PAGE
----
But why? Or, moreso, why does being covered up and wrapped in ruffles feel so right right now? We can maybe chalk it up to an infatuated nostalgia with the wilds of the American West in a period when the idea of what America is, is undeniably fraught with turmoil; or perhaps it's a reaction to the #BalmainArmy and Kardashian-peddled contoured athleisure that has become the look that will define this decade in the future.
While shows by straight white men are still the status quo at most art institutions, a much needed antidote is underway at New York’s New Museum. Now open, “Trigger: Gender as a Tool and a Weapon” includes more than 40 artists working in various media and skewering the gender paradigm. From Vaginal Davis’s clay-and-Aqua Net sculptures to Justin Vivian Bond’s Barbie watercolors, “Trigger” breaks from binary thinking to map the intersections of race, class, sexuality, and disability today.
SUSAN CIANCIOLO IN BROOKLYN, JULY 2017. PHOTOS: TESS MAYER. This summer, during group shows and ahead of fall exhibition openings, we're visiting New York-based artists in their studios. Two years ago, Susan Cianciolo debuted her first solo show with Bridget Donahue gallery, a series of Fluxus-inspired "kits" titled, "If God COMes to visit You, HOW will you know? (the great tetrahedral kite)" and was included in MoMA PS1's quinquennial litmus test of the New York art world, "Greater New York."
Muck Rack makes it simple to find people, tweets, or articles that mention any name, keyword, company, hashtag etc. We've compiled this guide to help you make the most of your search.
Selecting a term
Start searching tweets, articles from media outlets, articles mentioned in tweets, journalists'
names, titles and bios with some suggested searches:
Companies or Topics (e.g. iPhone, Microsoft)
Phrases (e.g. "cloud computing") — use quotes to keep the terms together
Twitter handles (e.g. @username) — returns those who have mentioned or replied to
Names (e.g. "David Pogue")
Hashtags (e.g. #sxsw, #london2012)
Bio details (e.g. vegan, Olympics, father)
Muck Rack's Advanced Search allows for many boolean operators.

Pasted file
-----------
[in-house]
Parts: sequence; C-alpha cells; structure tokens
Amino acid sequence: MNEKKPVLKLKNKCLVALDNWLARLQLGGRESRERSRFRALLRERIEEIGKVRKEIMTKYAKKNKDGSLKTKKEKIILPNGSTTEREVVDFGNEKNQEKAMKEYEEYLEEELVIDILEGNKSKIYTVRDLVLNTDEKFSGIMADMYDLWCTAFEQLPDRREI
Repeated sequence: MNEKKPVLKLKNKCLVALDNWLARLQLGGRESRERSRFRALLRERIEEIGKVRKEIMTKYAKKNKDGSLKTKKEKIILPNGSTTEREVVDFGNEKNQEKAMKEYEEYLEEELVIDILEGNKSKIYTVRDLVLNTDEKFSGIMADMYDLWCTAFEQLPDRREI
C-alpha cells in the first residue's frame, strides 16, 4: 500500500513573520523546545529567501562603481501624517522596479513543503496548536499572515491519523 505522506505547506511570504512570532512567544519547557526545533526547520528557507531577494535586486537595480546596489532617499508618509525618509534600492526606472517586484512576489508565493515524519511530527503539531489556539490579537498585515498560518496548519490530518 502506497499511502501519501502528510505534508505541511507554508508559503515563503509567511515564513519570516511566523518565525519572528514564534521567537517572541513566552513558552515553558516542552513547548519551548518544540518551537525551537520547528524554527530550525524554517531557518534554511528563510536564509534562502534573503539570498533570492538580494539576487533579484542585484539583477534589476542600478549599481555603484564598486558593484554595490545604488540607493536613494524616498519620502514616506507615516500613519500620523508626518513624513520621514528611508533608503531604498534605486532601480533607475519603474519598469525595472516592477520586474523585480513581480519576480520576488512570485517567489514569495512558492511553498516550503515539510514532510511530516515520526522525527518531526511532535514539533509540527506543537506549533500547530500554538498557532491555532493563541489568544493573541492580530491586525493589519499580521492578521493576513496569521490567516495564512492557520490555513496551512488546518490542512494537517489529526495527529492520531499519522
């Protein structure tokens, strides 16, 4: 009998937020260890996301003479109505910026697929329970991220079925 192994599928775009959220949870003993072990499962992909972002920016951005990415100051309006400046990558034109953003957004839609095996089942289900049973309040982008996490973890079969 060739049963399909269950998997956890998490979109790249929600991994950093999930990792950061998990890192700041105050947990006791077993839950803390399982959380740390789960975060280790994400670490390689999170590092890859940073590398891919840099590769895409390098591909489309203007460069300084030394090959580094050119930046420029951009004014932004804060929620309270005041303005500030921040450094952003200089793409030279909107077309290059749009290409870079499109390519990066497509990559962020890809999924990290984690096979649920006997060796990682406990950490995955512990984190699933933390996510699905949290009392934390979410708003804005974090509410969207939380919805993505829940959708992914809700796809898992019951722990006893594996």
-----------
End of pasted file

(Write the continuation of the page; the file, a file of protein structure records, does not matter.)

Find results that mention multiple specified terms, use AND or
+. For example, ensure each result contains both Elon Musk and Mark Zuckerberg by
searching Musk AND Zuckerberg or Musk + Zuckerberg.
Use the operators OR or , to broaden your search when you'd like either of
multiple terms to appear in results. (This is the default behavior of our search when no operators
are used). For example, results will contain either cake or cookie by searching cake OR cookie or cake,cookie
Use NOT or - to subtract results from your search. For
example, searching Disney will yield results about the Walt Disney Company as well as Walt Disney
World Resort. To exclude mentions of Disney World, search for Disney -World or Disney
When using one of these operators with a phrase, enclose it in quotation marks. For example, you can
find results about smartphones excluding Apple's iPhone 4S by searching smartphone -"iPhone
Exact case matching or punctuation
If you're searching for a brand name or keyword that relies on specific punctuation marks or capitalization, you can
find results that match your exact query by adding matchcase: before the keyword you're searching for, like matchcase:E*TRADE .
Use parentheses to separate multiple
boolean phrases. For example, to find journalists talking about having fun in Disney World or
Disneyland, search for ("disney world" OR disneyland) AND fun.
An asterisk can be used to search for any variation of a root word truncated by the asterisk. For example, searching for admin* will return results for administrator, administration, administer, administered, etc.
A near operator is an AND operator where you can control the distance between the words. You can vary the distance the near operation uses by adding a forward slash and number (between 0-99) such as strawberries NEAR/10 "whipped cream", which means the strawberries must exist within 10 words of "whipped cream".